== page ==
A couple of weeks ago I presented a poster at an unusual event, entitled “Wasteful” Research? Looking Beyond the Abstract which was sponsored by the Coalition to Promote Research (CPR) and the Coalition for National Science Funding (CNSF). It was unusual (at least in my experience) for two reasons. First, because I was accompanied by my nine year old son (thankfully, he thought it was an awesome experience). Second, because the event was designed to allow scientists to respond directly to unfair media and legislative attacks on research (highlighted in Senator Flake’s Wastebook The Farce Continues). The event took place in the Kennedy Caucus Room of the Russell Senate Office Building. As far as I know, I was the only one of the nine presenters whose research had not been singled out as wasteful; however, the model organism I work on has been maligned recently and somewhat famously by vice-presidential candidate, Sarah Palin. So, this was our chance as a group to explain just exactly why taxpayers should foot the bill for basic research and to do so in laymen’s terms.
I realized that the only other time I’d been asked to do this was in the written portion of my preliminary exams in graduate school. I especially remember it because I failed that part of the exam. Little did I know at the time that I’d get a redo in an environment where it might actually count. The event was well attended and I was able to speak to Senate staffers, book publishers, members of the press and scientists in other fields. It was a great experience for me because it not only allowed me to explain the rationale and benefits of research on model organisms (and practice doing so in terms that non-scientists could understand), but also it gave me a sense of people’s questions regarding the relevance of fruit fly research.
One senate staffer that I had an extended conversation with explained that one of his frustrations with scientists is that they are not outspoken enough in support of their work. He suggested that we as a community be more involved in organizing similar events on their own campuses, where state and federal policymakers could be invited to visit. He noted that not only are such events good photo opportunities for the politicians (and so they are likely to attend), but also that this would be an ideal opportunity for us to demonstrate the value of our work to legislators that make decisions about funding. Local science advocacy events would also allow politicians to see and interact with the people involved in the research community, from undergraduates to postdocs, allowing them to put faces on the scientific enterprise. He even suggested jokingly that such events be coined as an “Invite Your Conservative Colleague to Campus Day.” At least I think he was joking.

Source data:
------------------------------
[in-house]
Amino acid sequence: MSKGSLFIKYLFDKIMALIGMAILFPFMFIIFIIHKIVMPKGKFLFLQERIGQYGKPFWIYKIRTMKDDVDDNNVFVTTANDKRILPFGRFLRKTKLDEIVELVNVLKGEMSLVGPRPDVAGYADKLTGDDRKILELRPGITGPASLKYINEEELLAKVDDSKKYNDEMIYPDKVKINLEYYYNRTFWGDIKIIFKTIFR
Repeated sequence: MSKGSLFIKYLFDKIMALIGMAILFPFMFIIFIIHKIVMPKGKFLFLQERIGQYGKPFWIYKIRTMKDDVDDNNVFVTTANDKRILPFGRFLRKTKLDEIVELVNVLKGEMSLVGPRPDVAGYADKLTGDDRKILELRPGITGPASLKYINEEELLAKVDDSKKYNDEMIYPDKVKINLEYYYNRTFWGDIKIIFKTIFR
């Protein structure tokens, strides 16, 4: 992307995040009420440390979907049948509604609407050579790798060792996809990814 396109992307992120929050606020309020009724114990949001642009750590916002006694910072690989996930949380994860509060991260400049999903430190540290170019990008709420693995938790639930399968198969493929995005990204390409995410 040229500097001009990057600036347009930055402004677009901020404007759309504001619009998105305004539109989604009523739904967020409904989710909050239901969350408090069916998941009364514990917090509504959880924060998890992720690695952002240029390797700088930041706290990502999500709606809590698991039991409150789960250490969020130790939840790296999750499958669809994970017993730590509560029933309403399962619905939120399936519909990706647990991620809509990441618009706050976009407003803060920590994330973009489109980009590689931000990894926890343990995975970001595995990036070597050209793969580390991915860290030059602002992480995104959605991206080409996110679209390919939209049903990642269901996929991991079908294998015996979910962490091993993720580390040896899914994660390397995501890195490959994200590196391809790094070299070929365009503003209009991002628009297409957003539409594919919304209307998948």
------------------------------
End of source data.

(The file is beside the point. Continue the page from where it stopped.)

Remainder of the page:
The one thing he felt strongly about, which was a surprise to me, was that scientists should become more involved in the political process, including being more aggressive at fighting back against ill-informed critiques of research funding, finding ways to serve as scientific advisors and even running for office. He told me he is often in meetings with legislators that are dealing with aspects directly related to science policy and there are no scientists in the room to consult with. I left the event convinced that scientists need to be more politically involved if we wish to improve the public perception of our work and have greater success in maintaining government support for research. Given the fact that graduate students face an increasingly difficult job market, guiding more students to consider careers in government and encouraging them to apply for things like Congressional Science Fellowships would increase their opportunities for gainful employment in meaningful careers, while at the same time serving a real national need.
|Dr. Jeff Leips is a professor in the Department of Biological Sciences at the University of Maryland Baltimore County. His research combines quantitative and ecological genetics to address questions related to life history evolution and aging.|